Here’s how- the castaways are struggling for their very lives, and that’s an empathic situation for the reader, they wonder “what WOULD I do?”. Once you introduce an authority figure- in this case, the super-genius American entrepreneur Cyrus Harding- who starts to tell the others how to do a thing, it naturally translates for the reader. See that red earth there? Here’s what you do… and the reader is practically feeling like one of the workers now, going step by step, building it up and sighing with satisfaction when the job is well done. As the characters feel increasingly empowered, the reader is also carried along, thinking “wow, I could survive on a desert island”. If you get there, you’ve got them.

Lucky they teach guys so much as civil engineers! My credulity got strained when it became clear that Harding knew everything, like the combined reincarnation of Archimedes and Da Vinci. They build a boat, a serviceable sailing ship, and while discussing whether they could make it to civilization aboard, they get a mysterious message in a bottle from another castaway on a

Hey, sustainable.

Hey, sustainable.

“nearby” island. Me, I’m thinking “maiden voyage, nearby means I can see it from here!” but nothing scares these guys, and they duly depute a couple to sail over and pick the fellow up. Then comes the elevator, the telegraph- OK, now I can chuckle and relax into a more normal state of suspended disbelief. After all, what did Jules Verne know about “Gilligan’s Island”?

And that’s the second point- do you want to be a laughing stock with your story? Isn’t it kind of, you know, bad to portray nothing but uninterrupted progress throughout a tale? What about conflict, downturns, that terrific way you can play yo-yo with a reader’s emotions? Your sadistic cackle of satisfaction as you picture the reader alternately throwing the book on the floor with a scream, and then snatching it back up along with a tissue, to turn the page. Is that why Mysterious Island wasn’t a big hit, isn’t this something you should never do?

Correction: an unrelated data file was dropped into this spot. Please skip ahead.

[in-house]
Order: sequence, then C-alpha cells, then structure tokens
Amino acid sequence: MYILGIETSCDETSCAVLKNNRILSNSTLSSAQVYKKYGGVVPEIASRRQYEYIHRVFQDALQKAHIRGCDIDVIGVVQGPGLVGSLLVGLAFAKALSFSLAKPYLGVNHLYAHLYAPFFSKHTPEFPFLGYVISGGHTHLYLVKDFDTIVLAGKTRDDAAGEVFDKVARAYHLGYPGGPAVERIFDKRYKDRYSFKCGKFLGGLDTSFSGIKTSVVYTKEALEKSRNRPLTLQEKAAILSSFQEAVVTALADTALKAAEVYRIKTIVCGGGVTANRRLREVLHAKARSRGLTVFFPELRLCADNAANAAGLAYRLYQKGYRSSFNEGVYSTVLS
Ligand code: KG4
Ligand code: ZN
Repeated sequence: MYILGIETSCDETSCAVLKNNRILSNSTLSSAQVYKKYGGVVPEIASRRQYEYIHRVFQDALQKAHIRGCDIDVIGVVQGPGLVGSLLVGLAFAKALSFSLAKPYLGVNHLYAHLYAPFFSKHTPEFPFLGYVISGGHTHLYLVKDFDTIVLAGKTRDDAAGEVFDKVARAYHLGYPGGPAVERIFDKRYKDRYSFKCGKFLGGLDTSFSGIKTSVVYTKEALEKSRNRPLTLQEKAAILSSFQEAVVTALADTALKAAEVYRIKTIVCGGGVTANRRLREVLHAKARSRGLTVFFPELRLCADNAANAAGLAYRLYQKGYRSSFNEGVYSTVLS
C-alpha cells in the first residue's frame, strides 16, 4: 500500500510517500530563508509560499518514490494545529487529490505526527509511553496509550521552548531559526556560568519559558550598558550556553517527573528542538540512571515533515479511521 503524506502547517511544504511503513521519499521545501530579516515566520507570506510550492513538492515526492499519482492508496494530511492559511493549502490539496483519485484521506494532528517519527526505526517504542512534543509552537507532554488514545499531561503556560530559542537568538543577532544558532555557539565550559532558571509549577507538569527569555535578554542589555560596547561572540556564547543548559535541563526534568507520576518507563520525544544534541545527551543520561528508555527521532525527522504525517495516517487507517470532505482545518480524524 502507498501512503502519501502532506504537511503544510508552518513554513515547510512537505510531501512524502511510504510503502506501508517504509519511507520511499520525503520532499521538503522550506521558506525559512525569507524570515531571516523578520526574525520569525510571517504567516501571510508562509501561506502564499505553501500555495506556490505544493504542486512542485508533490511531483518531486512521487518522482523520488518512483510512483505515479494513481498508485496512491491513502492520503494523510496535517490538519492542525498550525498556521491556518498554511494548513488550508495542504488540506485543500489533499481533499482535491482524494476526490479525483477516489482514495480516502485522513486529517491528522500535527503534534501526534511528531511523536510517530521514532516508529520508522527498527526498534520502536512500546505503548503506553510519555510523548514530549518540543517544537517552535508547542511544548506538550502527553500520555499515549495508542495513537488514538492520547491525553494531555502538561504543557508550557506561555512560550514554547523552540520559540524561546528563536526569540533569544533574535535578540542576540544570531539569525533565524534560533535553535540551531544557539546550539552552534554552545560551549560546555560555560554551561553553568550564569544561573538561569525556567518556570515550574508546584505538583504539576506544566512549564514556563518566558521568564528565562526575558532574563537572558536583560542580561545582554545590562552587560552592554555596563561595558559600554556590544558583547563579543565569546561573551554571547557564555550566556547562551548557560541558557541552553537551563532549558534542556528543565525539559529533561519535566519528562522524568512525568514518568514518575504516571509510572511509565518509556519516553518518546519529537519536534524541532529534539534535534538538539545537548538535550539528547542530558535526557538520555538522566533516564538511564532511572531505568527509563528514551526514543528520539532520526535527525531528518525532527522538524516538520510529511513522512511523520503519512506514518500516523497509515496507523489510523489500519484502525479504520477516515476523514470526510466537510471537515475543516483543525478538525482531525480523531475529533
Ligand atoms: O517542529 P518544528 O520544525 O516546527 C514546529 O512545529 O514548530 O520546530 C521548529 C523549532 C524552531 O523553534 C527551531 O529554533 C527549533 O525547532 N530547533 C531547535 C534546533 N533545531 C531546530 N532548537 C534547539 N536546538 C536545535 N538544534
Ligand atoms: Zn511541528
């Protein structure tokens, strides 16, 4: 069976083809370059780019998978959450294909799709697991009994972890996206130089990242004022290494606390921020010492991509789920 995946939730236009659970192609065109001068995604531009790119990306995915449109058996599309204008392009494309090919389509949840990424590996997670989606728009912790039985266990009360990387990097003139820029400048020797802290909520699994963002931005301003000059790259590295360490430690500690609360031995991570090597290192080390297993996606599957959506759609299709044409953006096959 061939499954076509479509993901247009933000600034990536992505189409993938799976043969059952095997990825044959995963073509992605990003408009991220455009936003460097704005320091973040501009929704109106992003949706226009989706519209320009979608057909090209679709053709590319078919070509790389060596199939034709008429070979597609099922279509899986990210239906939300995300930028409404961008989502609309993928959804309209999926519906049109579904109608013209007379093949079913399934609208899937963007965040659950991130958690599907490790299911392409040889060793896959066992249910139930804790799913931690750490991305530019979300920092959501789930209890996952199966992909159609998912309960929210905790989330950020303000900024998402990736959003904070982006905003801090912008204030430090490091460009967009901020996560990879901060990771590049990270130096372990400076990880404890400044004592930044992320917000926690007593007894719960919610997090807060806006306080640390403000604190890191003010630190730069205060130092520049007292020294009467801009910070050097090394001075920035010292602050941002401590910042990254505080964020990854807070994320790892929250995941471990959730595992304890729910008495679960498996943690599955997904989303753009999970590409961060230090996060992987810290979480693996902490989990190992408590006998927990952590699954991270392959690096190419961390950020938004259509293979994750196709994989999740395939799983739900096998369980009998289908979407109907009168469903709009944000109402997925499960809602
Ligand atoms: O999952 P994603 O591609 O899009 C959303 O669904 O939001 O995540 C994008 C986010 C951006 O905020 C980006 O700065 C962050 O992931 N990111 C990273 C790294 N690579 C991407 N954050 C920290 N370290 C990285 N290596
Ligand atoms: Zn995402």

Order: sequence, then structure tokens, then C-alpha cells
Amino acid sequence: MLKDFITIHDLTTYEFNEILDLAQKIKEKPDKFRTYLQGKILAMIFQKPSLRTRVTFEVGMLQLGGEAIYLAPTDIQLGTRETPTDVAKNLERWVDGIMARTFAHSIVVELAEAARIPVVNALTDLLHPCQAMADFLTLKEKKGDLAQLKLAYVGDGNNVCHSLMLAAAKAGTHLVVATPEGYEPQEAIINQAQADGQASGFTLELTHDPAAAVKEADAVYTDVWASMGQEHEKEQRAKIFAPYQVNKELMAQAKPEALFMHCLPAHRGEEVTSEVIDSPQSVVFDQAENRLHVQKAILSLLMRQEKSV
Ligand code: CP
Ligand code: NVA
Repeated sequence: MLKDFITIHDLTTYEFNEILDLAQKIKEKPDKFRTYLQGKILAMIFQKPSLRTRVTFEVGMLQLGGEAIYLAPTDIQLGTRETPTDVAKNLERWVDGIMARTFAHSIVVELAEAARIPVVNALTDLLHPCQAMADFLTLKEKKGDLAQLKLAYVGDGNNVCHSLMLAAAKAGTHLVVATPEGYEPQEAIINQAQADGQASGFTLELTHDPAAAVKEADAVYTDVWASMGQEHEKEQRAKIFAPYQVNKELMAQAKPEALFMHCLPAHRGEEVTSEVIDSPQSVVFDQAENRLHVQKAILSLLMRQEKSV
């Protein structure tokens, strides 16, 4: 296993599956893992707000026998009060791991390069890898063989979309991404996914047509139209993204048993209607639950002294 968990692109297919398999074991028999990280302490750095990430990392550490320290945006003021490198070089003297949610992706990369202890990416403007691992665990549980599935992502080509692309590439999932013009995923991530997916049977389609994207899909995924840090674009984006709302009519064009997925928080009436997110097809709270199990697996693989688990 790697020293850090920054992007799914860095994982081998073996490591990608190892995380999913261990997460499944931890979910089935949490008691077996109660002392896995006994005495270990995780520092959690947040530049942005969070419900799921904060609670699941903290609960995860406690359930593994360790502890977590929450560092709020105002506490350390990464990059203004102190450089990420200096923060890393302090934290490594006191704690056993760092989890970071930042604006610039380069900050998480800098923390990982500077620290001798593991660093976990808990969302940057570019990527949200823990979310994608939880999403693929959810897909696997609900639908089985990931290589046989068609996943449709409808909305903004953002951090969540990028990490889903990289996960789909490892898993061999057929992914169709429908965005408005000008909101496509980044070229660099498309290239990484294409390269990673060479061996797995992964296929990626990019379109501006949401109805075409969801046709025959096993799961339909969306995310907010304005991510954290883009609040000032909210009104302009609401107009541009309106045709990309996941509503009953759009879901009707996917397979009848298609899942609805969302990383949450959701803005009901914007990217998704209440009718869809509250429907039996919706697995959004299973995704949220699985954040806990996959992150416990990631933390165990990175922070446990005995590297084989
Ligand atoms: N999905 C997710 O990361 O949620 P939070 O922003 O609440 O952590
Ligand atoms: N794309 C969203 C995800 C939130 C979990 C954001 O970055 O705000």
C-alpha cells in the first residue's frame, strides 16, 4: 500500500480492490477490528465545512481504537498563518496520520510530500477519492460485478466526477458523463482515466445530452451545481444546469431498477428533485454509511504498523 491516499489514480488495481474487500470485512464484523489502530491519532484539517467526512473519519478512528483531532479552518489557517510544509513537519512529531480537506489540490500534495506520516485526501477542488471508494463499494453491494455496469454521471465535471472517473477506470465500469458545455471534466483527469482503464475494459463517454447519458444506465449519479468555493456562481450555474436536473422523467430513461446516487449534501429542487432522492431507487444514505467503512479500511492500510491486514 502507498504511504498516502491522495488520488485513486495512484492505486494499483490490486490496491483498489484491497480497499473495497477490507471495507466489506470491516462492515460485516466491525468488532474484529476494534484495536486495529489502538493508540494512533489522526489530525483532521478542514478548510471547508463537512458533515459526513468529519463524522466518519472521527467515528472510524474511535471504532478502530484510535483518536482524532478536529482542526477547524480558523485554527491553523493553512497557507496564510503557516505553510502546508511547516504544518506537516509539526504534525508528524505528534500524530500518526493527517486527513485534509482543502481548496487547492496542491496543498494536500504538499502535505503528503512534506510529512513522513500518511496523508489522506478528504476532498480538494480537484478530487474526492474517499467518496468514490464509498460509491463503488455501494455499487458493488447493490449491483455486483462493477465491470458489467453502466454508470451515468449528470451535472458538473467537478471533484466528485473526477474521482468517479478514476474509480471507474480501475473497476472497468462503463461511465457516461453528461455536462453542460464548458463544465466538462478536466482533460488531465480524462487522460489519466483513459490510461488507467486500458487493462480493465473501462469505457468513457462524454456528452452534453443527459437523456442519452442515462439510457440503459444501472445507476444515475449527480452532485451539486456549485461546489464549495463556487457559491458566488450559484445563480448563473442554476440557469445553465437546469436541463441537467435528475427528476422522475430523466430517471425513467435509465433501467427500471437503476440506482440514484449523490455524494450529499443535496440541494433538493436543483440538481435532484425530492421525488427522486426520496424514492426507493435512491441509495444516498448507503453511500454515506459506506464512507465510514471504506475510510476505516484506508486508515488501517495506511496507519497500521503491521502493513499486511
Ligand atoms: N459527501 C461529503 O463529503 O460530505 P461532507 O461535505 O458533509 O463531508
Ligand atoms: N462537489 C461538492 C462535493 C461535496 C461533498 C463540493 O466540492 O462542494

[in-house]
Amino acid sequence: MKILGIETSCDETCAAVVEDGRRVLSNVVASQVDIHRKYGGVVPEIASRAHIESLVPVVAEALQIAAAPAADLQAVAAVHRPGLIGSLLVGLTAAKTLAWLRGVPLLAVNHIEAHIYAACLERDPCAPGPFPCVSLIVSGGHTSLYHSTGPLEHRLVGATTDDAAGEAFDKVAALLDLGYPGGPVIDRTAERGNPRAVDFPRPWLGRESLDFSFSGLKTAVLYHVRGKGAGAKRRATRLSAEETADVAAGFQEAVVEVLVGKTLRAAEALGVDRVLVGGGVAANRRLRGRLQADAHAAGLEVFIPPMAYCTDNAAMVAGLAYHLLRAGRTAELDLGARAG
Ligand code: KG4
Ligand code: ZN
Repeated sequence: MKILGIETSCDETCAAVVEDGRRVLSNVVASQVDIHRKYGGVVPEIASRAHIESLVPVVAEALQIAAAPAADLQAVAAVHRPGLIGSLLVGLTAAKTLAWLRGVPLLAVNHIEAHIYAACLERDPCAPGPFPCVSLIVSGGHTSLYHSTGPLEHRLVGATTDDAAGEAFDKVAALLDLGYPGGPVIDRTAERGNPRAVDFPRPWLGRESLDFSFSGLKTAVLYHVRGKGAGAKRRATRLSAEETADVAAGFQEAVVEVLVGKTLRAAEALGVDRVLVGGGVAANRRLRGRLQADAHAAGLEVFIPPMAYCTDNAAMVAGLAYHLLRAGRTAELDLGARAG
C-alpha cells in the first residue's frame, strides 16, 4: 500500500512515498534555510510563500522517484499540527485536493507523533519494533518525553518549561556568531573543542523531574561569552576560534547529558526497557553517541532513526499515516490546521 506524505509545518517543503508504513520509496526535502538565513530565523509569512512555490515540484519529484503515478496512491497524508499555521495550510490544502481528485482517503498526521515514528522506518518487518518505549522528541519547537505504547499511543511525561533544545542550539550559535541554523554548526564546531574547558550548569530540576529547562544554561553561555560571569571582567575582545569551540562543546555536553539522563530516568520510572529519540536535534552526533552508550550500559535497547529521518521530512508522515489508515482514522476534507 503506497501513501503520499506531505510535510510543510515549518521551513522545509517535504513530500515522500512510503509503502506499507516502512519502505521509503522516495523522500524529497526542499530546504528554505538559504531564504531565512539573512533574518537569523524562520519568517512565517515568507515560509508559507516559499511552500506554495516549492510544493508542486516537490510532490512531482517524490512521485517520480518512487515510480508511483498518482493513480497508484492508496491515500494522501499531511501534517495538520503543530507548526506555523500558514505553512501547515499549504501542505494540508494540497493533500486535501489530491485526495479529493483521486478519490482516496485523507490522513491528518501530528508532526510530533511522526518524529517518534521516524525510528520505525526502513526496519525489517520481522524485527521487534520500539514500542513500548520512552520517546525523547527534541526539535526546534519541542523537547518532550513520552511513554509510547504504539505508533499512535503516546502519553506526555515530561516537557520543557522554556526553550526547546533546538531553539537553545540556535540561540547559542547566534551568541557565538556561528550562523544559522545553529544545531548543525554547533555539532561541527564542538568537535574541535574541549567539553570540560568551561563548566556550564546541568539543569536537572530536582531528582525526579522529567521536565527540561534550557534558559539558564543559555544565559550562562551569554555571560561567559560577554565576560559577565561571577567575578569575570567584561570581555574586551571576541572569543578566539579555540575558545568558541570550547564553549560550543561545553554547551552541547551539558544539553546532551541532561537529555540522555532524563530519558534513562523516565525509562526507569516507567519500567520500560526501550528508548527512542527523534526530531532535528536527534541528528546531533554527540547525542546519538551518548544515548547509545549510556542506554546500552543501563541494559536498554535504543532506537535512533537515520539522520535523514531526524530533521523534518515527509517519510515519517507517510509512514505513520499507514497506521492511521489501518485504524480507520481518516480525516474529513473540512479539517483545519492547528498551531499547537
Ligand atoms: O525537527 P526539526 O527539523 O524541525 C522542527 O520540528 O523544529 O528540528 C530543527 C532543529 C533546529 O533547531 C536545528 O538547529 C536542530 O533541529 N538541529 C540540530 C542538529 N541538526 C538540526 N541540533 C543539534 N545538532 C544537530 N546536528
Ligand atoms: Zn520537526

My unhesitating response is- let me get back to you on that. I can only speak for my genre, and even there not with authority, but I think it’s safe to say that epic and heroic fantasy are in a strong swing towards anti-heroes, deconstruction and morbidity right now. I’ve gone on and on about Game of Thrones, but GRRM is hardly alone and it’s hardly been just recently. We’ve become more hard-bitten as an audience generally, I think; all kinds of rather horrible things get lined up under the rubric of “realism”. Witness the incredible popularity of “The Walking Dead” on TV! There’s a point of view that your story needs to portray the world “as it is” which is to say, going to hell in a handbasket, in order to be serious or believable. So you certainly can’t afford to show the heroes constantly progressing, improving and having nothing but good times… right?

But there’s so much to be gained from a rise to triumph over circumstances, against all odds. All-time best survival-struggle-ingenuity tale in history- Captain Kirk, the 23rd century starship

Well sure, all us space-age guys know the formula for gunpowder!

Well sure, all us space-age guys know the formula for gunpowder!

captain, marooned on a worthless planet against a bipedal xenophobic gila monster, manages to cobble together a prehistoric shotgun that fires diamond ammo. Man, they learn almost as much at Starfleet as a 19th century civil engineer!